12:4: “The Changeling’s Escape”, by Ada Hoffmann

12:4: “The Changeling’s Escape”, by Ada Hoffmann
  A child, night-creeping
  far from the whitewashed porch.
  A winding aisle through pillar-trees
  to lie in hallowed darkness
  as the summer creatures hum.
  Something floats in these trees,
  viewless, mind-visible,
  sharp-limbed and laughing,
  not luring.

The child grasps wind-thin hands,
laughing along, not thinking
of a screaming mother miles behind
and the dark of an empty cradle.
She rolls in the crackling leaves
and sings, and says, “home”–

borne away in forest’s arms
to a tree-tangled, night-quiet land
without the piercing flicker-flare of the sun.
Without the smack-handed women calling her “fey”.
She carries the word in her pocket,
not stolen but wild
as she climbs.

Ada Hoffmann is an autistic computer scientist from Canada. Her poetry has appeared in Strange Horizons and Goblin Fruit. You can find her online at ada-hoffmann.livejournal.com or on Twitter at @xasymptote. She says:

As a disabled person, I’ve always been of two minds about the idea of changelings. To a modern reader there’s something very romantic about the idea that there is a good reason you are not like the people around you, that it’s because you are really from another, more magical place.

But historically, folklore about changelings is not romantic or value-neutral. It has served as a way of dehumanizing disabled infants and children and justifying horrific abuses against them, including burning them in fires or household ovens, in order to get one’s “real” child back.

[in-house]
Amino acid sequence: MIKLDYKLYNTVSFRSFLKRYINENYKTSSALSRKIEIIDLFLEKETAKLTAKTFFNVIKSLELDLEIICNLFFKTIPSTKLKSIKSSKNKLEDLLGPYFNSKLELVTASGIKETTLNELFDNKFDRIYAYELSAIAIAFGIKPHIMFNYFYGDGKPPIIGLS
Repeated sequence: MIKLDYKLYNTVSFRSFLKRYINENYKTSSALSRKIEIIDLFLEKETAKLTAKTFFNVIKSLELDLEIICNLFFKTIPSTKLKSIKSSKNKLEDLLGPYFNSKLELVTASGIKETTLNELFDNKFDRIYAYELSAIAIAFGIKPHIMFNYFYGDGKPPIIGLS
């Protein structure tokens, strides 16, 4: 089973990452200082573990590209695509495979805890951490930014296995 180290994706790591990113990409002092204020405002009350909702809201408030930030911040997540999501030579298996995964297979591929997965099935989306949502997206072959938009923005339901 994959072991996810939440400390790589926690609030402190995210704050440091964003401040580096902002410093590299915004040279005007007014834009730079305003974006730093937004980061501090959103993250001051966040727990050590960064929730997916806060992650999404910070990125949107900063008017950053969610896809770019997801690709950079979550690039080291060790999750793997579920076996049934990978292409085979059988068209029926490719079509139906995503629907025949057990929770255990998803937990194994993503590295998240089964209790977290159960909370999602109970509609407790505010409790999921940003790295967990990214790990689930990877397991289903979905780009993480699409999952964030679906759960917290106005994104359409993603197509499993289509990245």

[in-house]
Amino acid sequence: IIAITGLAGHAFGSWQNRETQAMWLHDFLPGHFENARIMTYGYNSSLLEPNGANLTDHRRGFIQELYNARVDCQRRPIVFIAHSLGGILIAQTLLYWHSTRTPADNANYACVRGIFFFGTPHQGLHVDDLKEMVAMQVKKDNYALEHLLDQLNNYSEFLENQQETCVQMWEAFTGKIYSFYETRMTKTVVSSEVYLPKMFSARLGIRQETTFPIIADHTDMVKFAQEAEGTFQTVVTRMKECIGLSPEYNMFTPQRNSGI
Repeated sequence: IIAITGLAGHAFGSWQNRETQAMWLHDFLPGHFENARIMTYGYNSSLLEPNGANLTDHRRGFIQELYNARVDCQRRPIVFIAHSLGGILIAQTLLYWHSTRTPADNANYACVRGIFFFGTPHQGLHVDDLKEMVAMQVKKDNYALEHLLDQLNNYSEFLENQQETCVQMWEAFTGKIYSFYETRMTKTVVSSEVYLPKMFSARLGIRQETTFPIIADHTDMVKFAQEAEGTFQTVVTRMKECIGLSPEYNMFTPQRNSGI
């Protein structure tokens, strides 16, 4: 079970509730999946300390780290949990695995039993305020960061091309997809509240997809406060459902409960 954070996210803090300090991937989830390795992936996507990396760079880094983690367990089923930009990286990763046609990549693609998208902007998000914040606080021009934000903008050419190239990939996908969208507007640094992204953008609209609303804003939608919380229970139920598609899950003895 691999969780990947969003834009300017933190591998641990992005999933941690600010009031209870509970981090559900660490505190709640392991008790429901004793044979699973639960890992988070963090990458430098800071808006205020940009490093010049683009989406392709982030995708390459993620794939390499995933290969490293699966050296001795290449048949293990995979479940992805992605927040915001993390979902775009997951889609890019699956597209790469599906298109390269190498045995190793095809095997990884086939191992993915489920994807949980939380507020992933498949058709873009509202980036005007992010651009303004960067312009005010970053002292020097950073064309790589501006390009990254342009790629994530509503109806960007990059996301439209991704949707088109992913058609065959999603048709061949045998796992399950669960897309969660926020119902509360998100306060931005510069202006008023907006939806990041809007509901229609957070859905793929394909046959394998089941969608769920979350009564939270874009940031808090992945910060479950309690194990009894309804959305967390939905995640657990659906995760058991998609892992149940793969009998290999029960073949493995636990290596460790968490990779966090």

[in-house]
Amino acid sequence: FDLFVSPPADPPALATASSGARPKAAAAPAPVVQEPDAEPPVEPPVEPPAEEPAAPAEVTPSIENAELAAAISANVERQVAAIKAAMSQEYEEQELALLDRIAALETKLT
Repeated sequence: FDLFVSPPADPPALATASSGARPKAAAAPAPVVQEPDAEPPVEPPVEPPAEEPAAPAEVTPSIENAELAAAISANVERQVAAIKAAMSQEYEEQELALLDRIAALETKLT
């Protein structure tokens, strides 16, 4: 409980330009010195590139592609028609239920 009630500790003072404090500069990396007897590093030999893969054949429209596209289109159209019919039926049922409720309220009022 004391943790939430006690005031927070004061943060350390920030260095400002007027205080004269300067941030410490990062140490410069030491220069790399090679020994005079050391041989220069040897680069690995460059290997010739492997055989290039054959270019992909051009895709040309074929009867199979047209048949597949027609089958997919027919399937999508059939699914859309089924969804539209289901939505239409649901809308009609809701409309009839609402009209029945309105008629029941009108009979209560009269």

(Some facets of modern medicine do pretty much the same thing now, but without any faeries being involved.)

I’m not sure exactly what this has to do with the poem, except that I wanted to show a changeling child “wandering” and discovering the place where she really belongs. 

Photograph of a tree trunk in the Olympic National Forest is by Erin Hoffman.

3 Responses to “12:4: “The Changeling’s Escape”, by Ada Hoffmann”

  1. Sara Cleto says:

    This is gorgeous and evocative, as your work always is!

  2. Lisa Bradley says:

    A happy changeling story! I am glad she escapes, if only for a while. I particularly admire the use of kennings in this piece.

  3. CG Olsen says:

    This is beautiful! And I really appreciate your commentary on the poem as well. Will share this right away.

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